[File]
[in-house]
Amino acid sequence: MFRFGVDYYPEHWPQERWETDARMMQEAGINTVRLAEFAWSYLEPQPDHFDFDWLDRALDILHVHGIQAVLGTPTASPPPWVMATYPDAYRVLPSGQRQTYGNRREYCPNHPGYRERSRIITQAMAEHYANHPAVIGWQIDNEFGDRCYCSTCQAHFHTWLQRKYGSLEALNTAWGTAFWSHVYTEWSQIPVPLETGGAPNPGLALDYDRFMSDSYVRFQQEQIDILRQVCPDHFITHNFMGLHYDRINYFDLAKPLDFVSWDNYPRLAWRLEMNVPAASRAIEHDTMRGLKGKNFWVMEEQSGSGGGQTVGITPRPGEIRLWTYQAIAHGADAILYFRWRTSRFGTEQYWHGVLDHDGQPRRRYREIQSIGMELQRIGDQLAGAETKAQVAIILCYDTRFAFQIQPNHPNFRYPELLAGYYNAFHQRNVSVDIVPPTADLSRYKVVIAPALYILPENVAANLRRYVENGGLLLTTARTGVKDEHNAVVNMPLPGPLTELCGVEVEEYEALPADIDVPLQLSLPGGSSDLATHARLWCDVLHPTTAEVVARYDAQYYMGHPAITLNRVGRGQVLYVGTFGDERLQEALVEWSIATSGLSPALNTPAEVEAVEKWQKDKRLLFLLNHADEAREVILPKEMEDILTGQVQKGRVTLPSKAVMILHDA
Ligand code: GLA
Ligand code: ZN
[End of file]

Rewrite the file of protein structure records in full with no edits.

[in-house]
Amino acid sequence: MFRFGVDYYPEHWPQERWETDARMMQEAGINTVRLAEFAWSYLEPQPDHFDFDWLDRALDILHVHGIQAVLGTPTASPPPWVMATYPDAYRVLPSGQRQTYGNRREYCPNHPGYRERSRIITQAMAEHYANHPAVIGWQIDNEFGDRCYCSTCQAHFHTWLQRKYGSLEALNTAWGTAFWSHVYTEWSQIPVPLETGGAPNPGLALDYDRFMSDSYVRFQQEQIDILRQVCPDHFITHNFMGLHYDRINYFDLAKPLDFVSWDNYPRLAWRLEMNVPAASRAIEHDTMRGLKGKNFWVMEEQSGSGGGQTVGITPRPGEIRLWTYQAIAHGADAILYFRWRTSRFGTEQYWHGVLDHDGQPRRRYREIQSIGMELQRIGDQLAGAETKAQVAIILCYDTRFAFQIQPNHPNFRYPELLAGYYNAFHQRNVSVDIVPPTADLSRYKVVIAPALYILPENVAANLRRYVENGGLLLTTARTGVKDEHNAVVNMPLPGPLTELCGVEVEEYEALPADIDVPLQLSLPGGSSDLATHARLWCDVLHPTTAEVVARYDAQYYMGHPAITLNRVGRGQVLYVGTFGDERLQEALVEWSIATSGLSPALNTPAEVEAVEKWQKDKRLLFLLNHADEAREVILPKEMEDILTGQVQKGRVTLPSKAVMILHDA
Ligand code: GLA
Ligand code: ZN